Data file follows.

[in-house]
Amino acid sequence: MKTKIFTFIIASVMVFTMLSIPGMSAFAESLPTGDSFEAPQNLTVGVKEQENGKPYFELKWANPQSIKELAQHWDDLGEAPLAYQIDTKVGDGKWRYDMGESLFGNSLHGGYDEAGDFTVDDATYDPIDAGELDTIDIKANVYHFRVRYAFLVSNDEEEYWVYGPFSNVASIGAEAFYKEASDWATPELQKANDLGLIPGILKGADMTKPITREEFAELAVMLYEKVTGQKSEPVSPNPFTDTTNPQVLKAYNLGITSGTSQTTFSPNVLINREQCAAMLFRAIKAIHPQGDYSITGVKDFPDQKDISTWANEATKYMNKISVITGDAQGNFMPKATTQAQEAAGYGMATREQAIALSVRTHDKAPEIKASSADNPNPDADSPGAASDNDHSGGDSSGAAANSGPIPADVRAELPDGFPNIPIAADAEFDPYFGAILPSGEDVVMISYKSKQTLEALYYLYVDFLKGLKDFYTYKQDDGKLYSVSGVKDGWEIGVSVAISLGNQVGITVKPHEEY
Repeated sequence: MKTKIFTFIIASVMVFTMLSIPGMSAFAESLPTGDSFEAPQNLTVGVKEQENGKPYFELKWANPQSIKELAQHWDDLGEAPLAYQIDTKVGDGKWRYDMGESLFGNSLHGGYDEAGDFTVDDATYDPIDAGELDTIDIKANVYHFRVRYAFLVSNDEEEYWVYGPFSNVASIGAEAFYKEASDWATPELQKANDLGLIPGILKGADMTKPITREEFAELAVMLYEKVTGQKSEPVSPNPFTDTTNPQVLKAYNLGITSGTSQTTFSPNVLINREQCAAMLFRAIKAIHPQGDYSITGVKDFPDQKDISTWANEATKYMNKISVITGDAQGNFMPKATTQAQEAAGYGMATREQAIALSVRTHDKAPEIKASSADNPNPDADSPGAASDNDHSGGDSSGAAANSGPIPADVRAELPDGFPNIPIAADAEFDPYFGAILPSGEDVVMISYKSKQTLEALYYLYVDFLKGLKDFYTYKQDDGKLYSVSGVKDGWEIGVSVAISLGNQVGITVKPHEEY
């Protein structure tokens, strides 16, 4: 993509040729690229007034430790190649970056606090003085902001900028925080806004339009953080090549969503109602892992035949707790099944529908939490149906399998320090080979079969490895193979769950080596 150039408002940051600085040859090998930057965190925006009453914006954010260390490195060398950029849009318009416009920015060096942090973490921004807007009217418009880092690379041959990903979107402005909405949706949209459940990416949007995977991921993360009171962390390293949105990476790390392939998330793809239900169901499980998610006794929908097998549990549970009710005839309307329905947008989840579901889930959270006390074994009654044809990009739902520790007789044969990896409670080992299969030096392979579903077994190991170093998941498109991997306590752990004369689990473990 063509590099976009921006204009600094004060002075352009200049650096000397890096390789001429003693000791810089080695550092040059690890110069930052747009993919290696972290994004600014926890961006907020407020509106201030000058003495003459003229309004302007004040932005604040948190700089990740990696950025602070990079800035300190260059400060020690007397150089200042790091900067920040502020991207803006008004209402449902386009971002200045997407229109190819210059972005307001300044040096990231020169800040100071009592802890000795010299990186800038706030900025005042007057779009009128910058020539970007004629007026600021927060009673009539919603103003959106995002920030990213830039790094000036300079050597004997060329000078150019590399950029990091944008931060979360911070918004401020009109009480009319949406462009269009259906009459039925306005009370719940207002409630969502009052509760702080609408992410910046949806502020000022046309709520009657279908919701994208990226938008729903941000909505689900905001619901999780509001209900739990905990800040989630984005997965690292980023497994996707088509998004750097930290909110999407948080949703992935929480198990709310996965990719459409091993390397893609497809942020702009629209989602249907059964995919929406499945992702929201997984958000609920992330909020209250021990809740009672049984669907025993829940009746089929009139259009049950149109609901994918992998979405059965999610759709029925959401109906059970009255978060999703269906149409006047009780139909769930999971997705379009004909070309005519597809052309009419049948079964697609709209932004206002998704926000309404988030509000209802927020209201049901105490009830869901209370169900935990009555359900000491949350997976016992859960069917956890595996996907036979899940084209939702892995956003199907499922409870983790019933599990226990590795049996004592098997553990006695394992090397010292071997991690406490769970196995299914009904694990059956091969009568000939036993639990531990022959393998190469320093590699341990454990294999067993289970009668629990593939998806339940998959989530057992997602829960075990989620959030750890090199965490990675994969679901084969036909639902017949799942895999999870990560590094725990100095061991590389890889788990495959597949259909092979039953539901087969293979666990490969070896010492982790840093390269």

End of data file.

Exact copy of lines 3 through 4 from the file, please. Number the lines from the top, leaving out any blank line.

Repeated sequence: MKTKIFTFIIASVMVFTMLSIPGMSAFAESLPTGDSFEAPQNLTVGVKEQENGKPYFELKWANPQSIKELAQHWDDLGEAPLAYQIDTKVGDGKWRYDMGESLFGNSLHGGYDEAGDFTVDDATYDPIDAGELDTIDIKANVYHFRVRYAFLVSNDEEEYWVYGPFSNVASIGAEAFYKEASDWATPELQKANDLGLIPGILKGADMTKPITREEFAELAVMLYEKVTGQKSEPVSPNPFTDTTNPQVLKAYNLGITSGTSQTTFSPNVLINREQCAAMLFRAIKAIHPQGDYSITGVKDFPDQKDISTWANEATKYMNKISVITGDAQGNFMPKATTQAQEAAGYGMATREQAIALSVRTHDKAPEIKASSADNPNPDADSPGAASDNDHSGGDSSGAAANSGPIPADVRAELPDGFPNIPIAADAEFDPYFGAILPSGEDVVMISYKSKQTLEALYYLYVDFLKGLKDFYTYKQDDGKLYSVSGVKDGWEIGVSVAISLGNQVGITVKPHEEY
């Protein structure tokens, strides 16, 4: 993509040729690229007034430790190649970056606090003085902001900028925080806004339009953080090549969503109602892992035949707790099944529908939490149906399998320090080979079969490895193979769950080596 150039408002940051600085040859090998930057965190925006009453914006954010260390490195060398950029849009318009416009920015060096942090973490921004807007009217418009880092690379041959990903979107402005909405949706949209459940990416949007995977991921993360009171962390390293949105990476790390392939998330793809239900169901499980998610006794929908097998549990549970009710005839309307329905947008989840579901889930959270006390074994009654044809990009739902520790007789044969990896409670080992299969030096392979579903077994190991170093998941498109991997306590752990004369689990473990 063509590099976009921006204009600094004060002075352009200049650096000397890096390789001429003693000791810089080695550092040059690890110069930052747009993919290696972290994004600014926890961006907020407020509106201030000058003495003459003229309004302007004040932005604040948190700089990740990696950025602070990079800035300190260059400060020690007397150089200042790091900067920040502020991207803006008004209402449902386009971002200045997407229109190819210059972005307001300044040096990231020169800040100071009592802890000795010299990186800038706030900025005042007057779009009128910058020539970007004629007026600021927060009673009539919603103003959106995002920030990213830039790094000036300079050597004997060329000078150019590399950029990091944008931060979360911070918004401020009109009480009319949406462009269009259906009459039925306005009370719940207002409630969502009052509760702080609408992410910046949806502020000022046309709520009657279908919701994208990226938008729903941000909505689900905001619901999780509001209900739990905990800040989630984005997965690292980023497994996707088509998004750097930290909110999407948080949703992935929480198990709310996965990719459409091993390397893609497809942020702009629209989602249907059964995919929406499945992702929201997984958000609920992330909020209250021990809740009672049984669907025993829940009746089929009139259009049950149109609901994918992998979405059965999610759709029925959401109906059970009255978060999703269906149409006047009780139909769930999971997705379009004909070309005519597809052309009419049948079964697609709209932004206002998704926000309404988030509000209802927020209201049901105490009830869901209370169900935990009555359900000491949350997976016992859960069917956890595996996907036979899940084209939702892995956003199907499922409870983790019933599990226990590795049996004592098997553990006695394992090397010292071997991690406490769970196995299914009904694990059956091969009568000939036993639990531990022959393998190469320093590699341990454990294999067993289970009668629990593939998806339940998959989530057992997602829960075990989620959030750890090199965490990675994969679901084969036909639902017949799942895999999870990560590094725990100095061991590389890889788990495959597949259909092979039953539901087969293979666990490969070896010492982790840093390269």